But first, some more context from ThreatMetrix’s 46-page report. While common sense would dictate that fraud attacks and other online criminal behavior would rise after a major data breach, ThreatMetrix puts its data behind the notion. It says that attacks have grown significantly this year and that there is increasing evidence that online crime is providing the initial investment for other criminal activities.
In other words, these aren’t backyard hobbyists we’re dealing with.
“It is clear that fraudsters are opportunists, constantly looking to exploit gaps that arise in the period just after a big data breach or attack. For example, we see the biggest spike in attack rates following several high-profile data breaches at the start of the quarter, indicating that fraudsters took advantage of the availability of fresh data, as well as customer caution around transacting online.”
The report doesn’t specifically address the massive Equifax breach announced in September —personally identifiable information stolen from 145 million Americans, nearly 210,000 credit card numbers snatched. But given that there was some question about whether the Equifax data theft would lead to more online fraud, ThreatMetrix’s report would seem to point to the affirmative.
That said, whatever is fueling online fraud attacks, they are going to continue — and increase in the holiday season. While ThreatMetrix’s report looks at industries beyond ecommerce, the section dedicated specifically to online retail says that there were 100 million attacks, including payment fraud, fraudulent account log-ins and bogus account creations.
The report notes that buying and fraud activity during the back-to-school season has served as a reliable predictor of shopping and fraud activity during the holiday period. As for the 2017 back-to-school season, ThreatMetrix says it saw an increase in “sustained high volume bot attacks” given the large store of consumer data available to fraudsters.
In all, the digital identity company saw 450 million bot attacks in the third quarter, “a large portion” of them aimed at ecommerce merchants, in some cases to test the stolen identities fraudsters has acquired.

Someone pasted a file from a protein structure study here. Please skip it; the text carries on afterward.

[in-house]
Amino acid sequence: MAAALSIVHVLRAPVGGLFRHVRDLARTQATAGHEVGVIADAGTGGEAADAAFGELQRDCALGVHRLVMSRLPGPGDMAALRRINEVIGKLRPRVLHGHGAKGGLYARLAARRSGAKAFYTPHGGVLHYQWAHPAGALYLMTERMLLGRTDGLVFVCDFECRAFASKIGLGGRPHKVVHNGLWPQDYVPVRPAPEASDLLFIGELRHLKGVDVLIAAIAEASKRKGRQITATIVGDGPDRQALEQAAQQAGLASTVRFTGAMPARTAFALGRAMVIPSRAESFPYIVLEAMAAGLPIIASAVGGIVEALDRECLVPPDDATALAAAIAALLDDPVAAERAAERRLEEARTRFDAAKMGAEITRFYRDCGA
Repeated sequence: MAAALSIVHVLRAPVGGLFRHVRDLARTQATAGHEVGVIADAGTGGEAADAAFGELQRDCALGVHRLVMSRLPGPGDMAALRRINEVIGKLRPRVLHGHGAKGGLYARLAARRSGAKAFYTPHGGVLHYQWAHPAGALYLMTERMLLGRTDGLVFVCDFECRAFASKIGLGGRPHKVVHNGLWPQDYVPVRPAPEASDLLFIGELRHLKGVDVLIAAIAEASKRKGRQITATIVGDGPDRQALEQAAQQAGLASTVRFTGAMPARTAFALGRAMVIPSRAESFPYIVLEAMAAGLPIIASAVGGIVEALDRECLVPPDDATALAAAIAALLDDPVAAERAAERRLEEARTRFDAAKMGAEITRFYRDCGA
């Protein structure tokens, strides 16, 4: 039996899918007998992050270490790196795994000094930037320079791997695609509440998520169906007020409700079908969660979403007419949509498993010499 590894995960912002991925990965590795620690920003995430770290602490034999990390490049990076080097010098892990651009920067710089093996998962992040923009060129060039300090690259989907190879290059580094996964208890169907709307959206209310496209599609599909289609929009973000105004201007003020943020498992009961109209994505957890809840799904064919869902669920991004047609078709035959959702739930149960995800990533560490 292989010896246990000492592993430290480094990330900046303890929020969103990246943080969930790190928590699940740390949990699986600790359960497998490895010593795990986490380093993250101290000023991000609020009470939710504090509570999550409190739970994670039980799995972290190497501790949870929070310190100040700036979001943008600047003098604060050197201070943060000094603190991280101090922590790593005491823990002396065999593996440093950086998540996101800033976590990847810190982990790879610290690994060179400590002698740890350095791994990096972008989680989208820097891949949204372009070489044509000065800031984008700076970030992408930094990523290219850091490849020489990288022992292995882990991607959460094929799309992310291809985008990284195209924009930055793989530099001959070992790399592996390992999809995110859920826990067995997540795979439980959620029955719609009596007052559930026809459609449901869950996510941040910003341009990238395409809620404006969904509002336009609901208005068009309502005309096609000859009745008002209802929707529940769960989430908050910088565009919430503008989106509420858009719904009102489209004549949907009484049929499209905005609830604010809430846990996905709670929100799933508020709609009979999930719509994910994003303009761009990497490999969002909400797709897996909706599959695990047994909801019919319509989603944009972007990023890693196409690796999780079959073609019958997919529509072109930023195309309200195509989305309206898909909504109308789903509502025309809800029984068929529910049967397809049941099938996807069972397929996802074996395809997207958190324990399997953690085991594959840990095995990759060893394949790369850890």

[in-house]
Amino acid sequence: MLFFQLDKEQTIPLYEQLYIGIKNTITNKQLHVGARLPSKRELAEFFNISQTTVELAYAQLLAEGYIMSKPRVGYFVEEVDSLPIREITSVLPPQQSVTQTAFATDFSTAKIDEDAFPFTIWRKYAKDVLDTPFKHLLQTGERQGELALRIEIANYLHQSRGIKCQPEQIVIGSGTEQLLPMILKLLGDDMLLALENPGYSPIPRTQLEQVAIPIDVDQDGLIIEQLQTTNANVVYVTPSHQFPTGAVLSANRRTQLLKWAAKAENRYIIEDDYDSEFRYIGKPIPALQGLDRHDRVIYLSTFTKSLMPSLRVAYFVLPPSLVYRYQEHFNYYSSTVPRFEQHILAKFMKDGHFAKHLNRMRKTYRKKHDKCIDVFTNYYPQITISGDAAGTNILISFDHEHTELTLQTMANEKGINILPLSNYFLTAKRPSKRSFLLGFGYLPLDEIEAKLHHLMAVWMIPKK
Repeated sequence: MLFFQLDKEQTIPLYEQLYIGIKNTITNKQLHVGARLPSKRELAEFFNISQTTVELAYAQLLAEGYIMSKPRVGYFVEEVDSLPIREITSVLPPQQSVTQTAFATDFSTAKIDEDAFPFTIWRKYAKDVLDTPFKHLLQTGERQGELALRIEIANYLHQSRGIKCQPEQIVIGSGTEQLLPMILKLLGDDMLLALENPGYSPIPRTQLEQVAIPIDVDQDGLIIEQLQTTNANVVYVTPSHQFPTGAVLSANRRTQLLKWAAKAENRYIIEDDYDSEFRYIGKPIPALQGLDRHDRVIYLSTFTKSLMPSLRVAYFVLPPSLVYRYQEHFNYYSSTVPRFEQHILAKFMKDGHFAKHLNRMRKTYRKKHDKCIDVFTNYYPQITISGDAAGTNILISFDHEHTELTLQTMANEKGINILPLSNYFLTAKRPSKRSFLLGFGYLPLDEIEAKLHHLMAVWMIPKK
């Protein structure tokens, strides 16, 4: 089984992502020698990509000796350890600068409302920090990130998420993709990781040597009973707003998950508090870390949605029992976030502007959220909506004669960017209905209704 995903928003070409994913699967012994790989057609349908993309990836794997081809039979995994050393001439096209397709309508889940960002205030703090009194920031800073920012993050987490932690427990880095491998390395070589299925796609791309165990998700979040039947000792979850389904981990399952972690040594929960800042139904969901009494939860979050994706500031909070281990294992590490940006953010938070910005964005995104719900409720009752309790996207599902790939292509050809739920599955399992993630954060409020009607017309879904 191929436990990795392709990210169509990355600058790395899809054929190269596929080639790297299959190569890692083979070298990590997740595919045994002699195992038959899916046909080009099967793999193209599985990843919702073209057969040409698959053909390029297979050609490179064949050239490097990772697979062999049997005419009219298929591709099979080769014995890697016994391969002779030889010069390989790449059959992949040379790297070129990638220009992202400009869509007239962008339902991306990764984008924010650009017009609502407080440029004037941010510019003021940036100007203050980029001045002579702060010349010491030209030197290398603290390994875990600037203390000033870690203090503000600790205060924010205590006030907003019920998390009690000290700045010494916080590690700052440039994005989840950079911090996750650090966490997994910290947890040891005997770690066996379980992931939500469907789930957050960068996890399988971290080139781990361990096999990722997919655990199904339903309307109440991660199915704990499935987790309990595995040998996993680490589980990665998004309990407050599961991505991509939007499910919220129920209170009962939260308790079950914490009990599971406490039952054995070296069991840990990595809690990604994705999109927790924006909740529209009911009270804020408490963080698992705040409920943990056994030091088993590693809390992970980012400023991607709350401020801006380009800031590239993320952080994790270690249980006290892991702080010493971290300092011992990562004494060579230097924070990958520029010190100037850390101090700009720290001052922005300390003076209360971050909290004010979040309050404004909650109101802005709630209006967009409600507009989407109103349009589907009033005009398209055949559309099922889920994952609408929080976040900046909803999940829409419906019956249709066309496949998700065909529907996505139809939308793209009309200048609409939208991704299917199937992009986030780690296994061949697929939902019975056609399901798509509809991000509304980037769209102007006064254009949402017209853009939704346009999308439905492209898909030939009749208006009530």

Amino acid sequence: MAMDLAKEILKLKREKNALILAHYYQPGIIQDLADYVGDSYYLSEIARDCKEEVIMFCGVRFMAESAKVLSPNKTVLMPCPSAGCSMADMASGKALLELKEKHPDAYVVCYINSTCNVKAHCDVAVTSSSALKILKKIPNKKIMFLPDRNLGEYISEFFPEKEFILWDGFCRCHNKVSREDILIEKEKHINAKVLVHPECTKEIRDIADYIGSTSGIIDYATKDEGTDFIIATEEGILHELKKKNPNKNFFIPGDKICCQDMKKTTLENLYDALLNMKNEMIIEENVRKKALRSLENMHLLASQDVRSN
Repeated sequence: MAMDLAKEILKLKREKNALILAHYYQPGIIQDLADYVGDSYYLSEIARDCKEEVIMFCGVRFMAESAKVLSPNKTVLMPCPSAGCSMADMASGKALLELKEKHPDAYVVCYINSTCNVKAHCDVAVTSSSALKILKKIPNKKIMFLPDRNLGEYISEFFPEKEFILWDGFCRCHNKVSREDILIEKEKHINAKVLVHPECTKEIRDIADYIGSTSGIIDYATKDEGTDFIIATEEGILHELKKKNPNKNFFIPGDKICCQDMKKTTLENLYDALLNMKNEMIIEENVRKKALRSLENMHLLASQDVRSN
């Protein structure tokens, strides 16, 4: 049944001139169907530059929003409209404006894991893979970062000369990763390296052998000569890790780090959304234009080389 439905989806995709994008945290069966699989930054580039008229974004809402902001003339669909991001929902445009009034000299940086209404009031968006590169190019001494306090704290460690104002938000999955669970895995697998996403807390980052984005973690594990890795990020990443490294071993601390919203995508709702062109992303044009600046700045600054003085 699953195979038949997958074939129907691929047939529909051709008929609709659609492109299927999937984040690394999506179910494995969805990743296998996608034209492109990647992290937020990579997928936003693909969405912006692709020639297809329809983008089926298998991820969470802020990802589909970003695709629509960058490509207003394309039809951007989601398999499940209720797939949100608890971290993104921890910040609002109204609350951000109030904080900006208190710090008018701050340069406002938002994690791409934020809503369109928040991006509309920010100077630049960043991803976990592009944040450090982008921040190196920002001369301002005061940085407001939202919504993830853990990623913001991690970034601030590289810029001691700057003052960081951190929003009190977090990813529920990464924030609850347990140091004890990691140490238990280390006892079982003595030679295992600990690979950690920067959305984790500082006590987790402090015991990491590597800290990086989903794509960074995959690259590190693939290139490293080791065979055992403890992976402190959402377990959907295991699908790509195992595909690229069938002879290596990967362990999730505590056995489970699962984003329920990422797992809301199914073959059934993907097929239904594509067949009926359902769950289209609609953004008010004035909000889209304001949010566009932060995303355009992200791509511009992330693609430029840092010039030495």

“Leading online retailers were attacked relentlessly by bots, botnets and other scripted attacks,” the report says. “Fraudsters have easy access to user credentials that they can exploit individually or as part of mass identity testing sessions.”
Not a good omen for what’s to come this holiday season.
All of which puts digital retailers in a tough spot: They must protect themselves from fraud, but not at the expense of shipping good orders and keeping legitimate customers satisfied. The holiday season is a particularly excruciating experience for retailers plagued by fraud. The last two months of the year are far and away the biggest opportunity to make money for most retailers.
But it is also a hectic period when odd-looking orders — those with mismatched billing and delivery addresses — abound. One instinct might be to clamp down and refuse orders that don’t look right. That leaves money — lots of money on the table. Business Insider found that last year U.S. ecommerce merchants lost $8.6 billion by mistakenly holding back legitimate orders for fear of fraud.
Or they can fill those orders and hope for the best. If they’re wrong, they stand to lose substantial sums in chargeback fees and other fraud losses.
The ThreatMetrix report does offer another way, explaining that there are tools available to help merchants protect themselves from fraud and the fear of fraud that leads them to withhold orders. ThreatMetrix, which is a Signifyd partner, uses a raft of transaction, user behavior and device information to identify good and bad operators among millions consumers. This allows the company to authenticate legitimate customers.
Tech tools can protect you from fraud
When paired with Signifyd’s machine-learning fraud protection, the technology provides a powerful combination. Signifyd’s guaranteed fraud protection comes with a 100 percent financial guarantee on any approved orders. That transfers the stress of fraud and the worry about declining good orders to Signifyd, so merchants can focus on their customers and their companies.
And there is little doubt that during the crucial holiday season, retailers’ focus needs to be squarely on the business at hand — no matter what fraudsters intend to throw at them.
Mike Cassidy is Signifyd’s storyteller. Contact him at firstname.lastname@example.org; follow him on Twitter at @MikeCassidy.